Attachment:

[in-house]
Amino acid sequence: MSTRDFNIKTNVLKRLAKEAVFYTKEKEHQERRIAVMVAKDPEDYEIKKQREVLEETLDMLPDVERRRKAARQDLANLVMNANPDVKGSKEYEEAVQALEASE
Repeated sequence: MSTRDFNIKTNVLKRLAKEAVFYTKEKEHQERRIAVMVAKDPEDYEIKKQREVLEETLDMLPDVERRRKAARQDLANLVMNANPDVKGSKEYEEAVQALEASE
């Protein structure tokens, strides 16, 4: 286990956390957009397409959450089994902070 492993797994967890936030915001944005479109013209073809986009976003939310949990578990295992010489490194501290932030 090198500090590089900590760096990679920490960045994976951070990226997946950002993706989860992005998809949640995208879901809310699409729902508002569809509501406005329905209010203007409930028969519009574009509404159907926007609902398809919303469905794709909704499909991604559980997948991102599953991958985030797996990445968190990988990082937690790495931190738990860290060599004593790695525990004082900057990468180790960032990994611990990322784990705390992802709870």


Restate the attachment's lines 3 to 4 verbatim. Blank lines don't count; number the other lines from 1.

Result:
Repeated sequence: MSTRDFNIKTNVLKRLAKEAVFYTKEKEHQERRIAVMVAKDPEDYEIKKQREVLEETLDMLPDVERRRKAARQDLANLVMNANPDVKGSKEYEEAVQALEASE
């Protein structure tokens, strides 16, 4: 286990956390957009397409959450089994902070 492993797994967890936030915001944005479109013209073809986009976003939310949990578990295992010489490194501290932030 090198500090590089900590760096990679920490960045994976951070990226997946950002993706989860992005998809949640995208879901809310699409729902508002569809509501406005329905209010203007409930028969519009574009509404159907926007609902398809919303469905794709909704499909991604559980997948991102599953991958985030797996990445968190990988990082937690790495931190738990860290060599004593790695525990004082900057990468180790960032990994611990990322784990705390992802709870």